Day 02 - Range¶
Range is a built-in funtion that generates a sequence of numbers from the given values.
The syntax is as follows:
range([start,] stop [, step])
As you can see, the function receives up to 3 parameters, however only one is required
start: (Optional) The initial value in the sequence, by default is 0
stop: (required) End of the sequence, without including its value.
step: (optional) The size of steps in the sequence the default value is 1
We’ll print out what the function range returns if we pass it number 5. Remember that it has a parameter that is required (stop).
So, In this case the sequence will start at 0 and end at 5 (not including it).
step will take their default values.
We’ll see that when printing it returns something similar to range(0, 5), but what we want is to see the complete sequence, so to see the values that compose it, for this we must cast this range as a list.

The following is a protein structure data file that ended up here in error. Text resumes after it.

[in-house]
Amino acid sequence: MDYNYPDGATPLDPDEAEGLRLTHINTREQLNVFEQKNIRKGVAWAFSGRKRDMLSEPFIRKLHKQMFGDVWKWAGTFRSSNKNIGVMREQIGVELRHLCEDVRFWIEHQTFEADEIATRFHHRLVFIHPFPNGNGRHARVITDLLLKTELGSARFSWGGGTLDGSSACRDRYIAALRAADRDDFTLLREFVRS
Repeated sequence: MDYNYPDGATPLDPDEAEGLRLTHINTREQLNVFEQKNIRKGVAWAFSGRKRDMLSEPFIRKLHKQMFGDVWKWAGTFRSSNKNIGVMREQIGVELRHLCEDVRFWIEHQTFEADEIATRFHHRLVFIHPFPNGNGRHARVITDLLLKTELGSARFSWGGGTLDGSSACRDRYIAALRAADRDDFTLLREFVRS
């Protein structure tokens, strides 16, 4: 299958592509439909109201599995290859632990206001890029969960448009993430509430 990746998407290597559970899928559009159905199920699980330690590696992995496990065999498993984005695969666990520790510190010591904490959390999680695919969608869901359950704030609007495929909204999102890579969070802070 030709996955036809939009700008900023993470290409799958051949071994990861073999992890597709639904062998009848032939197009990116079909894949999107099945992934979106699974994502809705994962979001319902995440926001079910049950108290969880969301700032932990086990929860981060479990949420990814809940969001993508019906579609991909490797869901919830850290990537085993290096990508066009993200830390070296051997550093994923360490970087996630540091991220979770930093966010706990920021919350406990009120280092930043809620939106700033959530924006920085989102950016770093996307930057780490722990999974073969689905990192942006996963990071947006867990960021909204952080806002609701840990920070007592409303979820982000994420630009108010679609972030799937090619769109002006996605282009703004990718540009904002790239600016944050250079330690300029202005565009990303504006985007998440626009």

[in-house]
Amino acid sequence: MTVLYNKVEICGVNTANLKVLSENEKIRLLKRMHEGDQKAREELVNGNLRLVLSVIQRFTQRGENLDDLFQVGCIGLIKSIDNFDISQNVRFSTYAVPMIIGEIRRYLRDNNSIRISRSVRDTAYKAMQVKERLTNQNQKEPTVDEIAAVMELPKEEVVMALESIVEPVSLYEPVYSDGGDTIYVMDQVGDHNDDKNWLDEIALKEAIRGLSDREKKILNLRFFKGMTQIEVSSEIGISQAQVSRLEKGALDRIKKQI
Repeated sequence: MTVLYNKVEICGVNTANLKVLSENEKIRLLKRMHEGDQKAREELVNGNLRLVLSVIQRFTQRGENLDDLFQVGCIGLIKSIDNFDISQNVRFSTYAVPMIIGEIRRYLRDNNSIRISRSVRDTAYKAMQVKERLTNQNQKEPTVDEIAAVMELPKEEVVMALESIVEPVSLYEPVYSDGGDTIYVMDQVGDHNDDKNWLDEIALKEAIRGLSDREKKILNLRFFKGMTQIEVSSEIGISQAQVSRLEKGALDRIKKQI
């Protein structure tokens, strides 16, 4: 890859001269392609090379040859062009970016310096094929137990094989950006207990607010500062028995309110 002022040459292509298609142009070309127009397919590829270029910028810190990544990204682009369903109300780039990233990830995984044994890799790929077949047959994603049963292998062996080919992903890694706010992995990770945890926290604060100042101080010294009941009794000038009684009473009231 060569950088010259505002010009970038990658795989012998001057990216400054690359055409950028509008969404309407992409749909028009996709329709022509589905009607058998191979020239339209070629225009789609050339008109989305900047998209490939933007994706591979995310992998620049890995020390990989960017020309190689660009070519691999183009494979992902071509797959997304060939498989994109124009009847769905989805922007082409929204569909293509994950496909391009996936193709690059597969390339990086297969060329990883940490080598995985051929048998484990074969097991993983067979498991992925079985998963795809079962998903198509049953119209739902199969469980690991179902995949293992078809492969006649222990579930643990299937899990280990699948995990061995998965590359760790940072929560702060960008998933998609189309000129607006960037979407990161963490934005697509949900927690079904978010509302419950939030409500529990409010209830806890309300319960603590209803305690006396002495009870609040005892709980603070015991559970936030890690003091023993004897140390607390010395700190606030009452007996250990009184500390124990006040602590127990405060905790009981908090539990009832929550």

sequence = list(range(5)) print(sequence)
The output is now more understandable:
[0, 1, 2, 3, 4]
When we call range passing two parameters, with the first value we define where the sequence starts and with the second one where it ends.
Remember that the value where it ends is not included in the sequence
print(list(range(2, 9))) # Output: # [2, 3, 4, 5, 6, 7, 8]
Finally, when calling the function with all its arguments, we will define where it starts, where it ends, and how many steps the sequence will be.
print(list(range(-5, 5, 2))) # Output: # [-5, -3, -1, 1, 3]
You can see that the sequence starts at -5 and ends at 5, but where’s number 4?
This is due to the steps we are indicating, which are 2, this way it will omit 1 value before returning the next number.
- All values must be integers
- Values can be positive or negative
print(list(range(5, -5, -1)))